— No new settlements would be constructed.
— No new land would be allocated or confiscated for settlement construction.
— Any construction in the settlements would be within current building lines
— There would be no provision of economic incentives promoting settlement growth.
— The unauthorized outposts built after March 2001 would be dismantled (a commitment that Israel, regrettably, has not yet fulfilled).
These understandings provided a working platform and, in my opinion, a proper balance to allow essential elements of stability and normality for Israelis living in settlements until their future would be determined in a permanent-status agreement. I adopted these understandings and followed them in close coordination with the Bush administration.
Moreover, during the run-up to Annapolis and in meetings there, I elaborated to the U.S. administration and the Palestinian leadership that Israel would continue to build in the settlements in accordance with the above criteria.
Let me be clear: Without those understandings, the Annapolis process would not have taken on any form. Therefore, the focus on settlement construction now is not useful.
He goes on to recap his peace settlement offer in 2008:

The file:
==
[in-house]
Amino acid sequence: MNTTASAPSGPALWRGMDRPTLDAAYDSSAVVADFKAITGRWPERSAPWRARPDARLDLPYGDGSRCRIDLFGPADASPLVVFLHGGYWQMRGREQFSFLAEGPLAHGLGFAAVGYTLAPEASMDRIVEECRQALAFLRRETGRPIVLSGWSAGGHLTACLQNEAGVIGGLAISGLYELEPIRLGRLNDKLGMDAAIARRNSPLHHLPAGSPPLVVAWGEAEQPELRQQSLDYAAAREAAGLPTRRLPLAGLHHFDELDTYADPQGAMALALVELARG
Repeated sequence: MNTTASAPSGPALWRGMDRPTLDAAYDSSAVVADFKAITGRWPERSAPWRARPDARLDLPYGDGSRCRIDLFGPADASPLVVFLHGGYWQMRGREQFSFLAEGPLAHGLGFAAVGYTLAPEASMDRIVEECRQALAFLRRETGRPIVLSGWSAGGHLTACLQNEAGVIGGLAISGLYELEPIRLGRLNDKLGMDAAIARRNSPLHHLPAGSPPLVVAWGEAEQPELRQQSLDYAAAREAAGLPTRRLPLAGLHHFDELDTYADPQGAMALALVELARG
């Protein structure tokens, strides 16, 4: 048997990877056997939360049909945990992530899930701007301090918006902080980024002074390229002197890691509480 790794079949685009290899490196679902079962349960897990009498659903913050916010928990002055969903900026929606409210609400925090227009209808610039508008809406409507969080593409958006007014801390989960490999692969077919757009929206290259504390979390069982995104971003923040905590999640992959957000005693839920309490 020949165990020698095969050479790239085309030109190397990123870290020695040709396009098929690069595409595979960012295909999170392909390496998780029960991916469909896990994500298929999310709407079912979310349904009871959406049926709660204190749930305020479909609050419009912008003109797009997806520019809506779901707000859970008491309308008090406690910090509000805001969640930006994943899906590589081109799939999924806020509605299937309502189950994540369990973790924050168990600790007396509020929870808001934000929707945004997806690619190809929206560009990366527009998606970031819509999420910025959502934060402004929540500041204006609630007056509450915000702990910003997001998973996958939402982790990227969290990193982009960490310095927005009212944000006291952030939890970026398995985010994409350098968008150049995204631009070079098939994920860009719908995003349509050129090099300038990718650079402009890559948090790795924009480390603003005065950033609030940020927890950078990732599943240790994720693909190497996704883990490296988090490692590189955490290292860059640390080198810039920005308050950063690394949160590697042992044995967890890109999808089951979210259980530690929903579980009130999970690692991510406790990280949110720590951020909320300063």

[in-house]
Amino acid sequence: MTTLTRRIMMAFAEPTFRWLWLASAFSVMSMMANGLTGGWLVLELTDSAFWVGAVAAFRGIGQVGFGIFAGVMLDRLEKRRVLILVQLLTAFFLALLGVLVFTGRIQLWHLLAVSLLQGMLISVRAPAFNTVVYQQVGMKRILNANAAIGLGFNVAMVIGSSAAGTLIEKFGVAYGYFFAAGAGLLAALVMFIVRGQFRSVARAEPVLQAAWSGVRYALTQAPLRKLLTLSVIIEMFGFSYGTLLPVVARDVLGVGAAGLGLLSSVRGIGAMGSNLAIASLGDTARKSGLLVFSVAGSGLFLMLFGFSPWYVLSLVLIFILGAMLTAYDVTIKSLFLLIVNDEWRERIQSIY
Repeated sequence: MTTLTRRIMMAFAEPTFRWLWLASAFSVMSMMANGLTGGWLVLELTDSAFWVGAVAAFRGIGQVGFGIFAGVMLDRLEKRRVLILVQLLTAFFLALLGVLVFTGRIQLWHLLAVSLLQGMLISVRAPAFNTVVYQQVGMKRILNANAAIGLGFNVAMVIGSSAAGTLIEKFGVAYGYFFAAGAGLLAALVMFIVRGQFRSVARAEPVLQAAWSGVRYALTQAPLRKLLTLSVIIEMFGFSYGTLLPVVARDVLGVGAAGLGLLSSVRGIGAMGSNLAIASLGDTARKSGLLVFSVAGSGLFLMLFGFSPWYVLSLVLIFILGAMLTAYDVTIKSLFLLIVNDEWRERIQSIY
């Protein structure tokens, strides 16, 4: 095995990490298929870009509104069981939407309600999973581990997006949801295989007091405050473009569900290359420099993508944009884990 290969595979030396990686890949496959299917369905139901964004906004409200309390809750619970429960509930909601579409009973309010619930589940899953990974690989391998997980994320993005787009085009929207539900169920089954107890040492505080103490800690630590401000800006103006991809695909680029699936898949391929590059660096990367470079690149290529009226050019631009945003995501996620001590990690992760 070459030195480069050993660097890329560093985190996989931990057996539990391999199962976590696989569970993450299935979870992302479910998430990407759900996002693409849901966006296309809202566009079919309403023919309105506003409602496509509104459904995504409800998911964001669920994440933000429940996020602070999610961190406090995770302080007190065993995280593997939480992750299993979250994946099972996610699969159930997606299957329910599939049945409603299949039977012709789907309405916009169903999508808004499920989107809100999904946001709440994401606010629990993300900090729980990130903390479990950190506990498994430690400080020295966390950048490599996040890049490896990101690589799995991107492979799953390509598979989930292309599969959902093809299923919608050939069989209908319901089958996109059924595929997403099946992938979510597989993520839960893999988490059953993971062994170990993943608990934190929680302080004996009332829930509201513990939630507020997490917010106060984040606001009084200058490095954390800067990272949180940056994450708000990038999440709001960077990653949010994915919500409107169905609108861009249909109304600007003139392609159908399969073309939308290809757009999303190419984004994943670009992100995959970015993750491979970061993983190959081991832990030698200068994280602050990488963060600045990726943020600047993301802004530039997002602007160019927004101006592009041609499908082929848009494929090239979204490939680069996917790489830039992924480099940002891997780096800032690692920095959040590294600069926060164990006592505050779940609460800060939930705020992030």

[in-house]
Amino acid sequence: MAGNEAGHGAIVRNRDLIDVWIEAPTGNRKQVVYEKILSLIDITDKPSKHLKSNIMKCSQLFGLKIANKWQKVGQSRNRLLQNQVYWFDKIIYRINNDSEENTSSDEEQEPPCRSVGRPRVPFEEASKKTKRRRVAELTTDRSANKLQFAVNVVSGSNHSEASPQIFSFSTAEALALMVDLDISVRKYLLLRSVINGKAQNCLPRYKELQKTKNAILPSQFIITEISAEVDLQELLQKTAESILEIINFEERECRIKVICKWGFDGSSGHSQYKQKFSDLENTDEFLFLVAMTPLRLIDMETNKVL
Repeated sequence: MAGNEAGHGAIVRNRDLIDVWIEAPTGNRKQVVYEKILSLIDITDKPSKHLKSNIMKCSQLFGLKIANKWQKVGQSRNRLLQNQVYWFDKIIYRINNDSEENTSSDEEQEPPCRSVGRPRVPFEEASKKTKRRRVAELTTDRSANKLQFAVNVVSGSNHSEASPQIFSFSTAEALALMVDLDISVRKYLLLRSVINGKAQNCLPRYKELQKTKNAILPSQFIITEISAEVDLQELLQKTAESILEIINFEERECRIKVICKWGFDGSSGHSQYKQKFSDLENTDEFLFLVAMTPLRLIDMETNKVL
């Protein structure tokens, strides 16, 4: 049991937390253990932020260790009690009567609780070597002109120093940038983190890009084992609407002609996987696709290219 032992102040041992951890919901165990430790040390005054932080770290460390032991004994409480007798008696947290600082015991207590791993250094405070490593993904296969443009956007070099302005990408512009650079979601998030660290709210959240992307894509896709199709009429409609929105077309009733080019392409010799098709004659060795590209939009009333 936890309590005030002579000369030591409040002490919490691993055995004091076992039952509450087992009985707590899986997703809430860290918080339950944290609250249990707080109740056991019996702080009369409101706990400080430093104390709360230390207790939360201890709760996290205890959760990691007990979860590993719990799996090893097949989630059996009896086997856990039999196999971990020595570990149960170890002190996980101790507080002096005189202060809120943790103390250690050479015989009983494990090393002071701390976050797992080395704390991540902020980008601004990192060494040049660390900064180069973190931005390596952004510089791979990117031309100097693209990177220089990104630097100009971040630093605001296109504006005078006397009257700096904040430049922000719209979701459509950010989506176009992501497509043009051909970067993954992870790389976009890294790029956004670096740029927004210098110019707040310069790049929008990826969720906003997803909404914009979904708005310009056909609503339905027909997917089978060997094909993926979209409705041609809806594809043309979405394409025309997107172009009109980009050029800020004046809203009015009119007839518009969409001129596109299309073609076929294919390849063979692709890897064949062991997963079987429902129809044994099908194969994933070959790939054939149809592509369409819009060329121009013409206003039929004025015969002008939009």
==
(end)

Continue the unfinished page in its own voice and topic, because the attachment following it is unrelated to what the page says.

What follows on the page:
It would be worth exploring the reasons that the Palestinians rejected my offer and preferred, instead, to drag their feet, avoiding real decisions. My proposal would have helped realize the “two-state solution” in accordance with the principles of the U.S. administration, the Israeli government I led and the criteria the Palestinian leadership has followed throughout the years.
Olmert has in essence called out the Obama administration for reneging on U.S. commitments and misrepresenting recent history in order to pursue its misguided and wholly unproductive focus on the settlements. We now have both sides of the relevant history corroborating the applicable understandings and making clear that were it not for the U.S. assurances, Israel would not have proceeded with discussions (however unproductive) at Annapolis. And by bringing up the latest instance of Israeli peace gestures, Olmert strikes at the heart of Obama’s fractured history — the false premise that settlements, rather than Palestinian violence and rejectionism, are the main impediment to lasting peace.
The Obama administration took a gamble — banking that they could recast history to suit their ends. But now their version of history, one-sided and false, has been revealed. They have sacrificed credibility and the trust of our one true ally. And for what? They have simply encouraged the very same rejectionism that is at the root of the stalemate.
It is time for the Obama team to engage in some serious self-reflection and examine the damage done by reneging on agreements and by fabricating history. That might be a good topic of discussion next time Jewish American “leaders” convene in the White House.